Around the world in five days

China, Mozambique,
El Salvador, Moldova,

“The Peace Corps is guilty of enthusiasm and a crusading spirit. But we’re not apologetic about it.”
–R. Sargent Shriver

Last week, the School of Nursing celebrated Peace Corps Week, a week-long celebration showcasing the Returned Peace Corps Fellows program and the 33 current students within the program. This event was especially significant because we were celebrating three different historic anniversaries: the 50th anniversary of the Peace Corps, the 25th anniversary of the Peace Corps Fellows program, and the 20th anniversary of the Johns Hopkins School of Nursing Fellows program. Several of the volunteers created poster and artifact displays showcasing their respective countries of service, allowing the student body to journey to far off places including Peru, Mozambique, Cambodia, and China without ever leaving the city limits of Baltimore.

On Monday, we hosted an open-mic storytelling event in the Carpenter Room, where we regaled the audience with some of our mishaps, misfortunes, and melodramatic moments during our times overseas. We told stories about broken toilets, various critters we encountered, and the … interesting food choices we inevitably stumbled upon. Tuesday afternoon, Fiona Newton, Associate Dean of Development and Alumni Relations, and her husband led a Tai Qi demonstration during lunch, teaching students about the ancient Chinese art form and assisting them to relax and let their inner Qi flow.

Also on Tuesday, the Creative Alliance hosted an evening of community storytelling where Returned Peace Corps Volunteers (RPCVs) were invited to share stories with the community. This marquee event was a joint collaboration with the University of Maryland School of Social Work and the University of Maryland Baltimore County Shriver Peaceworker program. This wasn’t just a storytelling event, it was a Peace Corps Birthday party. We celebrated the legacy of Peace Corps and the historic signing of President Kennedy’s executive order, which created the Peace Corps. It was not only a celebration, but also a time to remember our first director, Sargent Shriver, and his idealism, passion, and philanthropic spirit.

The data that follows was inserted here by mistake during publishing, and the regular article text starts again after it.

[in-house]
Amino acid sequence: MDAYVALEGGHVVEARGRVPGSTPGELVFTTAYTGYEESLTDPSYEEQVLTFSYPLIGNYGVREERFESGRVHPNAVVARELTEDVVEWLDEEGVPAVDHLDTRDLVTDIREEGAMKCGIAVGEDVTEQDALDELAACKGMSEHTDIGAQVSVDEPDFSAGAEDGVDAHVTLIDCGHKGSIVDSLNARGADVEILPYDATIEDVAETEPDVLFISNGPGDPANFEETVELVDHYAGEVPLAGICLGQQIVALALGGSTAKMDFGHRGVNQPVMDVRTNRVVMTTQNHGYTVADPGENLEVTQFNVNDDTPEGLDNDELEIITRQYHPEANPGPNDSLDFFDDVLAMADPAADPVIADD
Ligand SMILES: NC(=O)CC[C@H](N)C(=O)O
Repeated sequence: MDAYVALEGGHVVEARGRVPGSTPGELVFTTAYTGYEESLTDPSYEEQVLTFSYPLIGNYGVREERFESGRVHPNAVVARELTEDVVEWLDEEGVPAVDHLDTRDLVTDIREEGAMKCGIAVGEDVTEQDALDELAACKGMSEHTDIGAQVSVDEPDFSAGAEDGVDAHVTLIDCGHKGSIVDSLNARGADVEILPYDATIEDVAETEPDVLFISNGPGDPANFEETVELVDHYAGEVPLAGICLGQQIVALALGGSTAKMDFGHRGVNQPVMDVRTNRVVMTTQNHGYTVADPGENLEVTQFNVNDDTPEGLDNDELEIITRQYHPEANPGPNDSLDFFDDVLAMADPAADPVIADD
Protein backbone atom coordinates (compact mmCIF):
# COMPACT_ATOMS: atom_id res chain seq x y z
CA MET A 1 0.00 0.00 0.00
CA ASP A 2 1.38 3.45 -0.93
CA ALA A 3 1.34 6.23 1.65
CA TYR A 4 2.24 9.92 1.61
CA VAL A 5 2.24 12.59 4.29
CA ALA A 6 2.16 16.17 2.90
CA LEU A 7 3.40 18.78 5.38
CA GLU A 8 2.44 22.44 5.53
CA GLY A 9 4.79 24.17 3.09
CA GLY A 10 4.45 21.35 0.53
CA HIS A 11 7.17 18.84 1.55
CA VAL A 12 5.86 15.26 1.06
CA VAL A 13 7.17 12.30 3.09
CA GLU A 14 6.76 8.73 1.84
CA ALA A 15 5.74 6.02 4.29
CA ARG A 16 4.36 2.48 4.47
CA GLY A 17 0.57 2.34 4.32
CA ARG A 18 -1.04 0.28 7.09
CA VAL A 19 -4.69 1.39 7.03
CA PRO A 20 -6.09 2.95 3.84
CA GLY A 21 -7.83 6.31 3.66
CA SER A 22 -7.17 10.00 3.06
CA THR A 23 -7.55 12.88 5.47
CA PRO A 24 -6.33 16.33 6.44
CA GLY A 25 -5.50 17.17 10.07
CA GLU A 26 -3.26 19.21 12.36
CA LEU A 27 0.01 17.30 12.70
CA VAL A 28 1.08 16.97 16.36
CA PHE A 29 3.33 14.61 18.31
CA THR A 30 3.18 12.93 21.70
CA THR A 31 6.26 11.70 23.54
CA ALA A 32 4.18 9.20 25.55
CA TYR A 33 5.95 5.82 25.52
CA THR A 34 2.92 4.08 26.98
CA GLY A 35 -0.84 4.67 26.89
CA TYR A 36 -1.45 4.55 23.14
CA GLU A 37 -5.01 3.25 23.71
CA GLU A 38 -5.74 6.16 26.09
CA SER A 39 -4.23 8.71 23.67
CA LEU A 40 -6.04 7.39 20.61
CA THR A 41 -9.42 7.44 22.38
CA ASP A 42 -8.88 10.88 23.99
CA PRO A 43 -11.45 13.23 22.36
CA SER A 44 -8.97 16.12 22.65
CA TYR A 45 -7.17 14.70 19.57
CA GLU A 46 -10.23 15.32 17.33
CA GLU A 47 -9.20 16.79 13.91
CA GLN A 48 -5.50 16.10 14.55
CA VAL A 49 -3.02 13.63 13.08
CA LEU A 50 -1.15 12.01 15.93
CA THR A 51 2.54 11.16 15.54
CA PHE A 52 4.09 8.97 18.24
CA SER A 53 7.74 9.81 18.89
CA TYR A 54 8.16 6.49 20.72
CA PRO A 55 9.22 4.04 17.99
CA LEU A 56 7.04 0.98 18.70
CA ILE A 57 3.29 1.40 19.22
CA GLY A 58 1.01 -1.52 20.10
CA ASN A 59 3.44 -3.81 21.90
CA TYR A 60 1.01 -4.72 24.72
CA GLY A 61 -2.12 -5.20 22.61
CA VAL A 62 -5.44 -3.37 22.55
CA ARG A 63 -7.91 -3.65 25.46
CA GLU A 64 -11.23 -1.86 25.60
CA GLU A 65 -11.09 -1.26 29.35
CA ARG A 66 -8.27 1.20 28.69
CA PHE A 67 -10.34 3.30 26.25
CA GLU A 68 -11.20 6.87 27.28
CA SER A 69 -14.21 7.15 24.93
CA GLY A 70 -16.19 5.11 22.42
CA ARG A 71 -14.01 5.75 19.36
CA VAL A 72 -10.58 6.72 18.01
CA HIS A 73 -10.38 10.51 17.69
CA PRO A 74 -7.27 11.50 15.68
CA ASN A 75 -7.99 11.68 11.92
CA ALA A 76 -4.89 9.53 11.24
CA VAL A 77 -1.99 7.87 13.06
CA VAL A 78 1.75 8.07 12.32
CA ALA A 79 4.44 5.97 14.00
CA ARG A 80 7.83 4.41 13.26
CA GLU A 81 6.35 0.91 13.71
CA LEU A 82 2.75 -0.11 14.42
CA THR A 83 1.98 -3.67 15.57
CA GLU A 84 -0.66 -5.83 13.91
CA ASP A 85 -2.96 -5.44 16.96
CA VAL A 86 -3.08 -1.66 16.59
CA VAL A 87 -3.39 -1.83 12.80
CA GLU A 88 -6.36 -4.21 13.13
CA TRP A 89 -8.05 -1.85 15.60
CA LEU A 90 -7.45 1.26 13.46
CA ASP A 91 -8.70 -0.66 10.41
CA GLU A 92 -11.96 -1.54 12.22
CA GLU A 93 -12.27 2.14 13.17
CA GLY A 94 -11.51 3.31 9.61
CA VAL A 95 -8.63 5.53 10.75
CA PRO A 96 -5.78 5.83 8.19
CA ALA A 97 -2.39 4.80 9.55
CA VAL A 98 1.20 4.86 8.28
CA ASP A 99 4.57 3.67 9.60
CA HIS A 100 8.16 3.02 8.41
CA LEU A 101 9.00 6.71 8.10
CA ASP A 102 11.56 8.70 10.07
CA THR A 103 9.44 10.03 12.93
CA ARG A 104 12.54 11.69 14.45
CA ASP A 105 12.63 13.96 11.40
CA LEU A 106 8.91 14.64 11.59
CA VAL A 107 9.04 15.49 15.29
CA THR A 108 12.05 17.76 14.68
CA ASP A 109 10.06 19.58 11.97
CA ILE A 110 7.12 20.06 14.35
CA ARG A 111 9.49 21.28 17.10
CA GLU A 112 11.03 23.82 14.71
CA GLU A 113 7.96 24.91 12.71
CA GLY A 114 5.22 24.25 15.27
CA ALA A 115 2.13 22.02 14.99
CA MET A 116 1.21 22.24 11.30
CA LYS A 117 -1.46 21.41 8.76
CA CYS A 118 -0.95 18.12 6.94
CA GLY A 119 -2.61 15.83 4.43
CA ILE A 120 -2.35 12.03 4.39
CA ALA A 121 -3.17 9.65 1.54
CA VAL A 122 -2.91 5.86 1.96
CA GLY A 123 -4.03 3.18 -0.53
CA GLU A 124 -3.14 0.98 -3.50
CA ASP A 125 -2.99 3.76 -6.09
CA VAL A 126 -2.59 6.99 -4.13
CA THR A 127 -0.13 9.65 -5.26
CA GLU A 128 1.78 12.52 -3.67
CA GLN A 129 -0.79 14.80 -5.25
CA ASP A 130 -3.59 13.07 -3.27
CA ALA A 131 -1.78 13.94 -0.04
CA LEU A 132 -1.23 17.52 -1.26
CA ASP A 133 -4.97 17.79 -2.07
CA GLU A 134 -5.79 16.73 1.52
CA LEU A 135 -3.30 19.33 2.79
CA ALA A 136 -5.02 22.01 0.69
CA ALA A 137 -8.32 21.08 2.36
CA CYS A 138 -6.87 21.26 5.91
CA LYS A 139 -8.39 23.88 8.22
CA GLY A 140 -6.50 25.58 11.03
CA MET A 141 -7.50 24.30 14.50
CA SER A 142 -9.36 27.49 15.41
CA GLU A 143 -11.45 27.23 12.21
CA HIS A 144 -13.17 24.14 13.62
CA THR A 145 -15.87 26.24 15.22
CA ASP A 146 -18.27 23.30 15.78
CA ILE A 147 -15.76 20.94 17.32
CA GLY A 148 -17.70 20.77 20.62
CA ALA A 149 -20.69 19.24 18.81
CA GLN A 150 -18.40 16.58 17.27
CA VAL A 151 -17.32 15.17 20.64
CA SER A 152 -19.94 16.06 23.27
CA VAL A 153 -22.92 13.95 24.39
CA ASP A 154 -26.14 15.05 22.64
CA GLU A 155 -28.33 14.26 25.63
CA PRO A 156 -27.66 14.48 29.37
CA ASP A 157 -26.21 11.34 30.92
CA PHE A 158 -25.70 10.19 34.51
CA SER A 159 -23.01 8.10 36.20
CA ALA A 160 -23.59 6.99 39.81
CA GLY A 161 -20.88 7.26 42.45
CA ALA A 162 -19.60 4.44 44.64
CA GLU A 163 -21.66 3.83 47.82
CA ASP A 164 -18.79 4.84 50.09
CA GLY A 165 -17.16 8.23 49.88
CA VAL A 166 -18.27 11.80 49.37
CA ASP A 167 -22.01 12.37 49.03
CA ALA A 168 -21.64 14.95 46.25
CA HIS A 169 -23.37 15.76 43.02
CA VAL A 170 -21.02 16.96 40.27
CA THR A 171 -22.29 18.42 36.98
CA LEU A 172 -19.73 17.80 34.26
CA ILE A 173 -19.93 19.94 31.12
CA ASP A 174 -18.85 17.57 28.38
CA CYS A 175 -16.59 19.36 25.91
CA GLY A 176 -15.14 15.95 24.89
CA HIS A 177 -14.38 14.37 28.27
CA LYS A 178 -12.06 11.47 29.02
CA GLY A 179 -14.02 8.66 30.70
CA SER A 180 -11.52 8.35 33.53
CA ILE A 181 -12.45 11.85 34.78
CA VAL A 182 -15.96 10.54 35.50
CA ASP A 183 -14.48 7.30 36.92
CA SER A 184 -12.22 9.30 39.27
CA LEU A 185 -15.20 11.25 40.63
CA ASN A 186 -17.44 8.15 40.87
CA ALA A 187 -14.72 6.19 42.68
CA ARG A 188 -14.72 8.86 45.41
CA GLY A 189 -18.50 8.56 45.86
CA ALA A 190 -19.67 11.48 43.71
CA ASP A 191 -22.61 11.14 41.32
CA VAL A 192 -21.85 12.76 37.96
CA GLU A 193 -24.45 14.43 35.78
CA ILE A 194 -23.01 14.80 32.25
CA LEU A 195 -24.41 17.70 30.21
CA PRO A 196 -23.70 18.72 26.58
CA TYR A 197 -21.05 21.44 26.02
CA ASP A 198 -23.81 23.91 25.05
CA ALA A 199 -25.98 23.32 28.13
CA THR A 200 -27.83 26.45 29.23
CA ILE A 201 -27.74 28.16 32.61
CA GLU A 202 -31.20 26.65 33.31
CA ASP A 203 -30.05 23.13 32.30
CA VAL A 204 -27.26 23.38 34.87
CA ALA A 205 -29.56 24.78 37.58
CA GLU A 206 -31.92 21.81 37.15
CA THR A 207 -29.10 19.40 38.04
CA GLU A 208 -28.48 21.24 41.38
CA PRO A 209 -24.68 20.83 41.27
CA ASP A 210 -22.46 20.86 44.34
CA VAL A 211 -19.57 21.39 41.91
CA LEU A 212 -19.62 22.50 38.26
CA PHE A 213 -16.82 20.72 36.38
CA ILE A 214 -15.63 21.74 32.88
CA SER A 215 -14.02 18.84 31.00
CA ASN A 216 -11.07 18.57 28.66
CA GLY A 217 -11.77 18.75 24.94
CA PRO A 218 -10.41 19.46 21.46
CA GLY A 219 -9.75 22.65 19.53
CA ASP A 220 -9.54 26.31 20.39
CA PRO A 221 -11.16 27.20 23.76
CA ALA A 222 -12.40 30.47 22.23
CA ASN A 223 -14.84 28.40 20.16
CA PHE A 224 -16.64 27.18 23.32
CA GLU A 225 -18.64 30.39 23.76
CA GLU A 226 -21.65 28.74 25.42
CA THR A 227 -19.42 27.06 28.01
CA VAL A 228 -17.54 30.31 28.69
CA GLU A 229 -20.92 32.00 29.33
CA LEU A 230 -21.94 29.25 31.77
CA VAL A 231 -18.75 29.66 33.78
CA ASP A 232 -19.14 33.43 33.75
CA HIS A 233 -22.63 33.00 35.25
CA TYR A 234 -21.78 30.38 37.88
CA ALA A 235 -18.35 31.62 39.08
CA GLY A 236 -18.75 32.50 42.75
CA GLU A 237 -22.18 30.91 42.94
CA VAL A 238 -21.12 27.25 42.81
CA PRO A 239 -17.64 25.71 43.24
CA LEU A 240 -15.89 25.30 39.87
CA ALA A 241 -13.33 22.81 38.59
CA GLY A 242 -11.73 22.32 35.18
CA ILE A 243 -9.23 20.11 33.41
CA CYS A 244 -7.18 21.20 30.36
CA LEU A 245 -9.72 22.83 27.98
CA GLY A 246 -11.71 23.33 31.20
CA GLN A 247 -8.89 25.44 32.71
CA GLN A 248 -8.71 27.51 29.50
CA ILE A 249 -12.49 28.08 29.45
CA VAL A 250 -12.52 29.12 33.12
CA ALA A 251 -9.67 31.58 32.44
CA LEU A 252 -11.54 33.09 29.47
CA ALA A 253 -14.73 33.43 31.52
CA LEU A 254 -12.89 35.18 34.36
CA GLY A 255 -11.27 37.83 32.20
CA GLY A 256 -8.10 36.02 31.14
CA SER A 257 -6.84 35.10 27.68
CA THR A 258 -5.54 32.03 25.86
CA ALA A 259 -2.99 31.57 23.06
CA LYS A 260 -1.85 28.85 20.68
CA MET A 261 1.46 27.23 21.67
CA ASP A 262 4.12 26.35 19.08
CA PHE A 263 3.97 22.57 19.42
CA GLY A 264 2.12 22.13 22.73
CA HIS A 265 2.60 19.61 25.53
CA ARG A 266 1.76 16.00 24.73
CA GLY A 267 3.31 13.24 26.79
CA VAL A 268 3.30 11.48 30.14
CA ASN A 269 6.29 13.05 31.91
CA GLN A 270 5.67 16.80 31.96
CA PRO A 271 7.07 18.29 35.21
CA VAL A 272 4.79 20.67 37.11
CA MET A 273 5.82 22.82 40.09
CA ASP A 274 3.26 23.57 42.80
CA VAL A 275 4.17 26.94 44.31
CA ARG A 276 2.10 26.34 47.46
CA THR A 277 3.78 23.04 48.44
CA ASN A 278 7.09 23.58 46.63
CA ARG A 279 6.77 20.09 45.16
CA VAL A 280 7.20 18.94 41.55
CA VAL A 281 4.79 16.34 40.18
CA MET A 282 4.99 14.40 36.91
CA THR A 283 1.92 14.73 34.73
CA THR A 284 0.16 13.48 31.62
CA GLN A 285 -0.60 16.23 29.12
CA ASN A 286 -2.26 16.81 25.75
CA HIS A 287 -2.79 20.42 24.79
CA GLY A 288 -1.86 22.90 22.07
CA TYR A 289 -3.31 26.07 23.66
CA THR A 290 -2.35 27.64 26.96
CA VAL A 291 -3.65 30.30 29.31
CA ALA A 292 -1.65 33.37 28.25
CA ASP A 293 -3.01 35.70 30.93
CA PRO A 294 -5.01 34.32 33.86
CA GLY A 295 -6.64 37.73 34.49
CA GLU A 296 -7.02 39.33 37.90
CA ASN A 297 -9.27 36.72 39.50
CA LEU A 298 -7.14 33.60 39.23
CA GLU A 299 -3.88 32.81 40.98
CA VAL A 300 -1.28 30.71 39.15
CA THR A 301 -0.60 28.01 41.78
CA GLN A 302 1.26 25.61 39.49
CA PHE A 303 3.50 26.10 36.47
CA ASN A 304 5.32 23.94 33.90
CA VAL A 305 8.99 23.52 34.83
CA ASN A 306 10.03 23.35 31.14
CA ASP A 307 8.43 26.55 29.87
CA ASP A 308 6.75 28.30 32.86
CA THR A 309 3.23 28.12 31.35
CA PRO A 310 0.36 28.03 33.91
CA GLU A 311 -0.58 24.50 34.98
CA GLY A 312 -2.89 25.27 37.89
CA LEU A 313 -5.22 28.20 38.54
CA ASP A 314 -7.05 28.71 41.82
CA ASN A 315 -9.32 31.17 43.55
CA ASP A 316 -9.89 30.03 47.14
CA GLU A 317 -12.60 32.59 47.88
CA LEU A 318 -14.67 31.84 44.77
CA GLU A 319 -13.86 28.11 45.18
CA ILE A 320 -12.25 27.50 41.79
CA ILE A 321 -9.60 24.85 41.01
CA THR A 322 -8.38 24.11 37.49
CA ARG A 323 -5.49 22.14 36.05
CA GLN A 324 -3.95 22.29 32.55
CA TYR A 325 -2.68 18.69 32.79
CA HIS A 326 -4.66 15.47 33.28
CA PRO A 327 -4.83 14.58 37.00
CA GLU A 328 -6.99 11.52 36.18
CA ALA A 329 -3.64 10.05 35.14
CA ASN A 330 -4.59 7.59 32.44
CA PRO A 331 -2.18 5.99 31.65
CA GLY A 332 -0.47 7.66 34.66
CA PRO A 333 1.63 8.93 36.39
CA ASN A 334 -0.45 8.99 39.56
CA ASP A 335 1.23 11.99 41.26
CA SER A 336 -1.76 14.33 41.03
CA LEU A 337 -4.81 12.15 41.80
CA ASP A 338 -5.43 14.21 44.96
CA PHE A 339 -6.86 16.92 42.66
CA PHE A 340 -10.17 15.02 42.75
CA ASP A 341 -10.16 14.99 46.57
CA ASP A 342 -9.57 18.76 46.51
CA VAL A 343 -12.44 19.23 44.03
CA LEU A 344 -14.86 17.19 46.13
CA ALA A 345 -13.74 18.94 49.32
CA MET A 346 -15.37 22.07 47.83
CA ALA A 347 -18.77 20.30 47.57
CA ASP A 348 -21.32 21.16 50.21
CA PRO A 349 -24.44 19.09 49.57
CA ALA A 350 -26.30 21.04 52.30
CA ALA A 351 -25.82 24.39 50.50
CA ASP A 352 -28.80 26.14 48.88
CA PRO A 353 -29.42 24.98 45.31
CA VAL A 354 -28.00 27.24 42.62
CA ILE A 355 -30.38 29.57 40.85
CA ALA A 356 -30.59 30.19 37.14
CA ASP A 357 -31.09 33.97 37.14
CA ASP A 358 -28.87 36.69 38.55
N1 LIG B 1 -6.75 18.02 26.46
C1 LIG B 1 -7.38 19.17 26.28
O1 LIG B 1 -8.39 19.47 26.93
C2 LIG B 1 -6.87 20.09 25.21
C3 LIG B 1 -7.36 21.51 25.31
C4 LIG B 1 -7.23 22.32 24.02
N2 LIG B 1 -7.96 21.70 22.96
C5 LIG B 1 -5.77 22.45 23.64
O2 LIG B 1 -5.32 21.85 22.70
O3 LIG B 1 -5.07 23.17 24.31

The highlight of Peace Corps week was our keynote speaker, Dr. Sheila Davis. Dr. Davis is the Director of Global Nursing at Partners in Health, and she has traveled to places like Rwanda and Haiti to train and help support local nursing staff. She spoke about the changing paradigm in nursing and global nursing in particular, and she emphasized the importance of training the local populations to have self-sufficient, sustainable medical systems in place. Partnerships are essential when working in a global health capacity; working with local populations is essential, but teaching them so that they can be sustainable is just as important. She also addressed the fact that global nursing isn’t limited to traveling overseas … global nursing can happen within the United States.

The celebration of Peace Corps doesn’t end with Peace Corps week. Throughout the rest of the year, there will be numerous celebrations held across the country to commemorate this amazing institution and to celebrate the continued mission of Peace Corps. Later this year, the School of Nursing is planning to recognize Peace Corps Fellows alumni at the annual SON alumni gathering in the fall. It will truly be a celebration of 20 years of the SON Peace Corps Fellows and nearly 400 Fellows graduates.

It’s a great time to be a Fellow.

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